November 27, 2009

From the Editor Emeritus / John F. Fink

‘Charity in Truth’: The pope’s encyclical

John F. Fink(First in a series of columns)

Pope Benedict XVI issued his encyclical “Caritas in Veritate” (“Charity in Truth”) this past July.

As I was reading it, I thought that I should write about it because it was so good and Catholics should know more about it. I realized that few Catholics would read the whole encyclical, which is too bad.

In July, though, I was in the middle of my series of columns about basic Catholicism and thought that I’d better finish that series before writing about the encyclical. However, what Pope Benedict had to say in July is certainly as true five months later.

Besides, what the pope wrote in the encyclical is not just about social justice—although that is its main focus. He covers numerous basic teachings of the Catholic Church. Therefore, in a sense, this series is a follow-up to my previous series.

The encyclical is about human development—both of the individual and society. The pope writes about it in the context of “charity in truth,” the first words of the letter. Charity in truth, he says, is the driving force behind authentic development of every person and all humanity.

Charity, he says, “is at the heart of the Church’s social doctrine.” However, charity is sometimes misconstrued and, therefore, must be linked with truth.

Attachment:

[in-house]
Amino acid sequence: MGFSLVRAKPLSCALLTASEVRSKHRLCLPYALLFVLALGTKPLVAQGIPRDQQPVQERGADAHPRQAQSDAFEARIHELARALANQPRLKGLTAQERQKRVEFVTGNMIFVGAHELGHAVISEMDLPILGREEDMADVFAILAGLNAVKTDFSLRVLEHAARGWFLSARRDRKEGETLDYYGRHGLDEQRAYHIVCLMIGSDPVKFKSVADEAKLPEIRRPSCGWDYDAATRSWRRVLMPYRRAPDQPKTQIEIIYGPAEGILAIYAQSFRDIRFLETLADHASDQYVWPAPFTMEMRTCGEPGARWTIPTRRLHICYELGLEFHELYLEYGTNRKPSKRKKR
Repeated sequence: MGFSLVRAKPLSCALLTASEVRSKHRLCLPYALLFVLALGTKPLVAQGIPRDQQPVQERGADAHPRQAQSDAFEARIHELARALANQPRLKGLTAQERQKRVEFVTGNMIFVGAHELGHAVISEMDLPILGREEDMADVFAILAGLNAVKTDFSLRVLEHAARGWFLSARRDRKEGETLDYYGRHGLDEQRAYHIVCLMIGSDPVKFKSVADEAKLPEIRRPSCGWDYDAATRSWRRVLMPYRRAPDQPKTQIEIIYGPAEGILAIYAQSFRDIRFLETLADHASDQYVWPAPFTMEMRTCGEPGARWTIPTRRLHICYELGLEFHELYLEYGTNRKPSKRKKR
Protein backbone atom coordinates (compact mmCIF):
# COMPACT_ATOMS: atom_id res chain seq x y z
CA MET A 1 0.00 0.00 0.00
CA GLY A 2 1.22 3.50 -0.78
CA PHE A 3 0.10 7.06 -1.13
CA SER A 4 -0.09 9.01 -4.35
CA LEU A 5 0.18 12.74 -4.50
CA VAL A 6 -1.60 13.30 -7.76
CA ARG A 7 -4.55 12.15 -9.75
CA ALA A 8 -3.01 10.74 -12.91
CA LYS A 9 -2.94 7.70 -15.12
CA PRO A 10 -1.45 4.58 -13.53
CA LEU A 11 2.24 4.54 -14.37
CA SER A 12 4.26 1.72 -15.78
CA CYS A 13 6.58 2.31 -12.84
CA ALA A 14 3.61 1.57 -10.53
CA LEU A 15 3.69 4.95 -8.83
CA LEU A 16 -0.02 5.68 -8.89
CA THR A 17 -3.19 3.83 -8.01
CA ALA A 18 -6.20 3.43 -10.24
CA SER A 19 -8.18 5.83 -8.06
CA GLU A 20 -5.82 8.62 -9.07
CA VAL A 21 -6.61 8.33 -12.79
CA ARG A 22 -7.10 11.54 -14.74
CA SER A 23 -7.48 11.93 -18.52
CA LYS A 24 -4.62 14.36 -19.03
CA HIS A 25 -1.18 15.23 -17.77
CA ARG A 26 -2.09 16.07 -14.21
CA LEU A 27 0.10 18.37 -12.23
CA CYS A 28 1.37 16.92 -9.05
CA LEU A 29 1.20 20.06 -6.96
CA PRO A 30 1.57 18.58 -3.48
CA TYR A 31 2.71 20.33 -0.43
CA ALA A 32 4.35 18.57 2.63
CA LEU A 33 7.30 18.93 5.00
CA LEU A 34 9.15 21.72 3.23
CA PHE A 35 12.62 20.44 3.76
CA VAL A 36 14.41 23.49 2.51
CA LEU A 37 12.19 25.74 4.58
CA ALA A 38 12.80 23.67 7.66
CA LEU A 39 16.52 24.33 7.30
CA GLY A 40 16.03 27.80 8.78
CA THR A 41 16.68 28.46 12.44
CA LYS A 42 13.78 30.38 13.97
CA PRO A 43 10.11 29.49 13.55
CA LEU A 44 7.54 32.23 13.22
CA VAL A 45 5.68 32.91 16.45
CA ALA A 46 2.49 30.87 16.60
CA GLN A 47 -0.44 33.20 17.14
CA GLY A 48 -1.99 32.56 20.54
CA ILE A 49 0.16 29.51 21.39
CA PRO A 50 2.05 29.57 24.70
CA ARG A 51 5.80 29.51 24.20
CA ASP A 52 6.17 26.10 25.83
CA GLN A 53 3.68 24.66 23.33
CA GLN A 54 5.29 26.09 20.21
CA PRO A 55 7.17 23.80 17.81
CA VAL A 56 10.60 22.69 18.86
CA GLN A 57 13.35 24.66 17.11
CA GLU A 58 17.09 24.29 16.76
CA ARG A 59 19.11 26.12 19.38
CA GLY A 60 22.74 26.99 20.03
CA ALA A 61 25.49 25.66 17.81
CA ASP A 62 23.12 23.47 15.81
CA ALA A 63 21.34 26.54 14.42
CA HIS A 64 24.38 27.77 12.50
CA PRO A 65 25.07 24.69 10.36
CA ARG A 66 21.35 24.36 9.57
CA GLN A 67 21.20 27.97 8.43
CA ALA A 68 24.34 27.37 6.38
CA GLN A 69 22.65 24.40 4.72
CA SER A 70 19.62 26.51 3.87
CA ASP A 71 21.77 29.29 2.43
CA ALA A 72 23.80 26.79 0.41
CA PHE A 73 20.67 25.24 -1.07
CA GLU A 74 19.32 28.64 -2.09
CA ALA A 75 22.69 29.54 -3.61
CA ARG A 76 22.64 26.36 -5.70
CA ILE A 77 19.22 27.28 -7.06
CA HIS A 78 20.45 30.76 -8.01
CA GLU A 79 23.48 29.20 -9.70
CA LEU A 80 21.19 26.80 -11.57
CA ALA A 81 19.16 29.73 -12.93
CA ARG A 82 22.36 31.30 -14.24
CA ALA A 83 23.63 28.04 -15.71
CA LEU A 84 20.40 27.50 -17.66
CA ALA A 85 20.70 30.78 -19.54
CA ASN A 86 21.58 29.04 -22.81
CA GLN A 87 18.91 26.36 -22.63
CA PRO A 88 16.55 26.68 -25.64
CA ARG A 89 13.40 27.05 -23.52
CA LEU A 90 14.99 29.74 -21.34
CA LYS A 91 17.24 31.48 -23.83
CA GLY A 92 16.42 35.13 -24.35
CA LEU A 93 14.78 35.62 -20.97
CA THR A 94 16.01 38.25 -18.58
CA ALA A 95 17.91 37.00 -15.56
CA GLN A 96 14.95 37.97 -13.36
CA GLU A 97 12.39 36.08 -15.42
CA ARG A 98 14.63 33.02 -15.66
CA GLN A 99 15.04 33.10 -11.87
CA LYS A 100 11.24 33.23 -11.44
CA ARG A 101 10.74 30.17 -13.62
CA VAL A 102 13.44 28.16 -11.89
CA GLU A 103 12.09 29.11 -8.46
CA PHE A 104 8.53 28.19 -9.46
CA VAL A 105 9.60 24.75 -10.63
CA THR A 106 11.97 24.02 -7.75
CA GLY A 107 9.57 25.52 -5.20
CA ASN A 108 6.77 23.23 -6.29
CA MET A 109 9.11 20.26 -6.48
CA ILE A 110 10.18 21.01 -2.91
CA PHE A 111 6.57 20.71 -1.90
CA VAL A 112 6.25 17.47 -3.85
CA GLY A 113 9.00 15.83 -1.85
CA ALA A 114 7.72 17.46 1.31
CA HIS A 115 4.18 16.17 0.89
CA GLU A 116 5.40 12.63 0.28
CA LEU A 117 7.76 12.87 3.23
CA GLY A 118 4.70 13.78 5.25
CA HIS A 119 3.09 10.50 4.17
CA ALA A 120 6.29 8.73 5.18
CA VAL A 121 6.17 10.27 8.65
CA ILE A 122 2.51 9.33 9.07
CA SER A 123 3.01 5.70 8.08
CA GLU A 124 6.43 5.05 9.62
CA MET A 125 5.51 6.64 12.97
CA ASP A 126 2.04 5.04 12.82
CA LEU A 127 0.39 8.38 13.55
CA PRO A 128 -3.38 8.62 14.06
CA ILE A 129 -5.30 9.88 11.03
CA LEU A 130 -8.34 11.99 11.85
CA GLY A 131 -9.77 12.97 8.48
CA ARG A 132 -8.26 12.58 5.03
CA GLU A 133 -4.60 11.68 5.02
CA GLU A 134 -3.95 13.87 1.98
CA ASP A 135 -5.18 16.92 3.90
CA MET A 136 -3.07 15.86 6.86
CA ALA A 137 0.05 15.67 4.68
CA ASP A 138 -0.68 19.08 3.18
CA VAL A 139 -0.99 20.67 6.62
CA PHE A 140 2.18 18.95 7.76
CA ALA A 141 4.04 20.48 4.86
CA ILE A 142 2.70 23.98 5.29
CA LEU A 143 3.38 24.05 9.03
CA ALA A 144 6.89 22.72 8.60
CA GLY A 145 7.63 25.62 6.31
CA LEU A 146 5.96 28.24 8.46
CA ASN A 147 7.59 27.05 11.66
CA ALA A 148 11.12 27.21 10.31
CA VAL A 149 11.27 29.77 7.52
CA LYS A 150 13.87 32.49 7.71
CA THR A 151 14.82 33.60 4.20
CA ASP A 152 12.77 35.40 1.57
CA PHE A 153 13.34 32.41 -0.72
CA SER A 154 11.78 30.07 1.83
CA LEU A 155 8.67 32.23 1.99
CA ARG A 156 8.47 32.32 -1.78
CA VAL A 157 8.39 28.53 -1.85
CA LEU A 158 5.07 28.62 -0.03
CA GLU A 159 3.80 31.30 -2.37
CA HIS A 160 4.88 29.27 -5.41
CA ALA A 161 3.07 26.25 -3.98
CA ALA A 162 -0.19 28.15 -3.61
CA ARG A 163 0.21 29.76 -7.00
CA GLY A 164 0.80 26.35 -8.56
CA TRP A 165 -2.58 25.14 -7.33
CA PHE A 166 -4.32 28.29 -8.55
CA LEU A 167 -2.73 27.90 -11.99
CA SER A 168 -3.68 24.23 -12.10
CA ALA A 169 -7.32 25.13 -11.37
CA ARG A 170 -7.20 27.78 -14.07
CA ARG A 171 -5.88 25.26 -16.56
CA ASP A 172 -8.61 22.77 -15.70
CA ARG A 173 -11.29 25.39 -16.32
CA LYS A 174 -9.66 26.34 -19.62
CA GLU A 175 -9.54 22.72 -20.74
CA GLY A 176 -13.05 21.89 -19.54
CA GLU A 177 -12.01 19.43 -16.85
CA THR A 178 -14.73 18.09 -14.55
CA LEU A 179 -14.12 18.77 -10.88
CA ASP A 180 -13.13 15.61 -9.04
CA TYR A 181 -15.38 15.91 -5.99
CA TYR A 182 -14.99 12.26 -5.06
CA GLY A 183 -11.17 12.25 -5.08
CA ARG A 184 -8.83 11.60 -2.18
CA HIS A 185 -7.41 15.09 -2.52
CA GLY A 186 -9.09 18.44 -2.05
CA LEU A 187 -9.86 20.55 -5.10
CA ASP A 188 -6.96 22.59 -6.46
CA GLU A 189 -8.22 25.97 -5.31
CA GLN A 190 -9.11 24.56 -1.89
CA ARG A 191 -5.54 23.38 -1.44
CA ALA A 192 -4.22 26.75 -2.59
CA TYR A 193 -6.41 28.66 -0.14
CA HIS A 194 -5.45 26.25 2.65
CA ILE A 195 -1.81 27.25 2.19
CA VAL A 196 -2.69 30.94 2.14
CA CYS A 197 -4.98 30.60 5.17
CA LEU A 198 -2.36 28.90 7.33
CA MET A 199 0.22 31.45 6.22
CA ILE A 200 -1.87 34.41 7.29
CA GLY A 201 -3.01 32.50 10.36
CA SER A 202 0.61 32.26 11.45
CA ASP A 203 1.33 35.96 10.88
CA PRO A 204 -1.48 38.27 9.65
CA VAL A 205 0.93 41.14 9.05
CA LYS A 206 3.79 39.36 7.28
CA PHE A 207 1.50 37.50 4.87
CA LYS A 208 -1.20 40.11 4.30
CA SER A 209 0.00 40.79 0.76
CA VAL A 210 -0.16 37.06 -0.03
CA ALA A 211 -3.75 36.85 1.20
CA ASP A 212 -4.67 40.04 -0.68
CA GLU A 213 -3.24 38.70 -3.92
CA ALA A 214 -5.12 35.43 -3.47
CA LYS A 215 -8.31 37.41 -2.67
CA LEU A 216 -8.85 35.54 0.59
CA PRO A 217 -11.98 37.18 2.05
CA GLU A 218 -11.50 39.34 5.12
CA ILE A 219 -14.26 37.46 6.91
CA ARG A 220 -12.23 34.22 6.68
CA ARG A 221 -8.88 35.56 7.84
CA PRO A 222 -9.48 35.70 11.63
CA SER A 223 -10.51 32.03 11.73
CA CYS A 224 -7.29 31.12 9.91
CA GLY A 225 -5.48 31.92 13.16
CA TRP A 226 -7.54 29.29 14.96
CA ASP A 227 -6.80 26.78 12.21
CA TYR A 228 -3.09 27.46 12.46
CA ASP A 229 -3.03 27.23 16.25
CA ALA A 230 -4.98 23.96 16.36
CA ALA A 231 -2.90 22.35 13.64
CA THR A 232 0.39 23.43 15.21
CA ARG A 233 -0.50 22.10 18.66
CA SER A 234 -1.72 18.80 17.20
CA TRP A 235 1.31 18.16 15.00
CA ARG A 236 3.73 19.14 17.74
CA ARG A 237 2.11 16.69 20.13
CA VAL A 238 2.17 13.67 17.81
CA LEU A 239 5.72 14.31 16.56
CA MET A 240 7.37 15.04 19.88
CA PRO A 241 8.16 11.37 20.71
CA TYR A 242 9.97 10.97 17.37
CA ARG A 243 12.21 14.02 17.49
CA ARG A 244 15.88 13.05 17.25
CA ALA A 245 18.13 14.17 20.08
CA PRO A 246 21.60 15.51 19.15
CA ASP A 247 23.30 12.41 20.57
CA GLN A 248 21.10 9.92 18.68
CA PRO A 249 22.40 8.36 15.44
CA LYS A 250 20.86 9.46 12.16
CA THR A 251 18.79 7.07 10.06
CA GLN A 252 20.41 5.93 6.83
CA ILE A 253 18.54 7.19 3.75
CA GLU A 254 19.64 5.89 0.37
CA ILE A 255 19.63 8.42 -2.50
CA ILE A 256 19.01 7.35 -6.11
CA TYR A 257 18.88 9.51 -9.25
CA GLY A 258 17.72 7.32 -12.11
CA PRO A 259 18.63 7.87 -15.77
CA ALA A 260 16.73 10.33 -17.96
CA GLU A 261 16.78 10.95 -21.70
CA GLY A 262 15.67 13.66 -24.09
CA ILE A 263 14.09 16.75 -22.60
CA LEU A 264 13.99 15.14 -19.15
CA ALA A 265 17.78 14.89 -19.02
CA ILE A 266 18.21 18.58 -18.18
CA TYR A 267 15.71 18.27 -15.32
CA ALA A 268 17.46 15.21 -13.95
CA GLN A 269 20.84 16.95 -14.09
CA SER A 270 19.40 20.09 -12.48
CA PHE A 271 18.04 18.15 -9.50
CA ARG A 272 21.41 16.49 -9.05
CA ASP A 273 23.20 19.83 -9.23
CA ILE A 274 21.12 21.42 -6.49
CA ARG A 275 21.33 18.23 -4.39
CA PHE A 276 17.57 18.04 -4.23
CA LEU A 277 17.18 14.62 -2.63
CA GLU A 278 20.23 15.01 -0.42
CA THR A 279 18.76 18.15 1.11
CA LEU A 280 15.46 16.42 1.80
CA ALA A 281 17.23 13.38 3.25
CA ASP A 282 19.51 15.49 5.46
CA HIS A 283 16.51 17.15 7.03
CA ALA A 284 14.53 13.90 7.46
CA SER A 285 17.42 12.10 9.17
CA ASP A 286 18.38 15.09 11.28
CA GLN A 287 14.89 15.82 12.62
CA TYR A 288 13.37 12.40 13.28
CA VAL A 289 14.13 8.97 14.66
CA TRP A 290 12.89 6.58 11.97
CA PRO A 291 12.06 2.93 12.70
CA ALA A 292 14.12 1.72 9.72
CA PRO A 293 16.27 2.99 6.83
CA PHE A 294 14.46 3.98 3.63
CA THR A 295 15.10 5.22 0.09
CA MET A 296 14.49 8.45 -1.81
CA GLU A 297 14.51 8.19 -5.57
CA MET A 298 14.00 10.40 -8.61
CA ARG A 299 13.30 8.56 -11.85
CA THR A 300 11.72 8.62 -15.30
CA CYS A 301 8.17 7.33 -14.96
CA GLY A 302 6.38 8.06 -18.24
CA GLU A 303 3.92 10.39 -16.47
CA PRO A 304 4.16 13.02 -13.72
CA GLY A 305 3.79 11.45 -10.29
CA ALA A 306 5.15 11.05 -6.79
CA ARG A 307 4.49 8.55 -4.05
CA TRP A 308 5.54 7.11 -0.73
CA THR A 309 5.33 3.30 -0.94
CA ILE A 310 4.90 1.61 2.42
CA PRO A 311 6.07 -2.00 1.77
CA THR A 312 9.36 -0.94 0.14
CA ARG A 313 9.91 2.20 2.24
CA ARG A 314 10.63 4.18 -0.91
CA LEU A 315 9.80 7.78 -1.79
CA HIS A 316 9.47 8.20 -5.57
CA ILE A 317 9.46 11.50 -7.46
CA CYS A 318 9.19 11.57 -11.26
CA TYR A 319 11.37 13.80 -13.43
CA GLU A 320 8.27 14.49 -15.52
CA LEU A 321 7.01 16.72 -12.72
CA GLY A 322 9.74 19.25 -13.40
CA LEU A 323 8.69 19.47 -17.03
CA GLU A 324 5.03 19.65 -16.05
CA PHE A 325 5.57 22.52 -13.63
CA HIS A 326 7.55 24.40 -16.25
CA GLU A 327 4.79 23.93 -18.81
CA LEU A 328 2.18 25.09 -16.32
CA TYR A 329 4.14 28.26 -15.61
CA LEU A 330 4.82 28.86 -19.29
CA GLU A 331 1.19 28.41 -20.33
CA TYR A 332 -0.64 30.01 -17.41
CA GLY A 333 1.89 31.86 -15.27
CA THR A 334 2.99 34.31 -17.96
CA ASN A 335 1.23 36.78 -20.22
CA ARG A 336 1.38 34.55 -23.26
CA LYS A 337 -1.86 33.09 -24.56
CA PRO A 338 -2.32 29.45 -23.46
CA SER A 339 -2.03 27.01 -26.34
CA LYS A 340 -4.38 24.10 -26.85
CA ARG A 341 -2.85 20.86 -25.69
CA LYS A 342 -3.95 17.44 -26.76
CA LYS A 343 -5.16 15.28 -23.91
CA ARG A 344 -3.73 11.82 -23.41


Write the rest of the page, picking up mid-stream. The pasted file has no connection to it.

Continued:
St. Paul linked the two in his letter to the Ephesians when he wrote, “Living the truth in love, we should grow in every way into him who is the head, Christ” (Eph 4:15). Pope Benedict, though, says that the inverse sequence is also true, that charity must be practiced in the light of truth.

Both Pope Benedict and his predecessor, Pope John Paul II, have emphasized the importance of truth in our society that relativizes truth, sometimes denying that there is such a thing. But Pope Benedict insists that “only in truth does charity shine forth,” and, in another place, “Without truth, charity degenerates into sentimentality.”

Therefore, charity in truth is the principle around which Church social doctrine turns. The Church’s social doctrine is summed up simply as “the proclamation of the truth of Christ’s love in society.”

Charity must include justice, but it goes beyond justice: “If we love others with charity, then first of all we are just towards them.” We must recognize and respect individuals’ and people’s legitimate rights, which is justice. But charity does more. It manifests God’s love in human relationships, giving “salvific value to our commitment to justice in the world.”

Also important, the pope said, is the common good: “To love someone is to desire that person’s good and to take effective steps to secure it.” That’s true not only for individuals but for all of society. Therefore, “To desire the common good and strive towards it is a requirement of justice and charity.”

Every Christian is called to practice this charity, the pope said, in accordance with his influence in society.

The pope said this (and much more) in his extended introduction.

Next week: Chapter One of “Caritas in Veritate.” †

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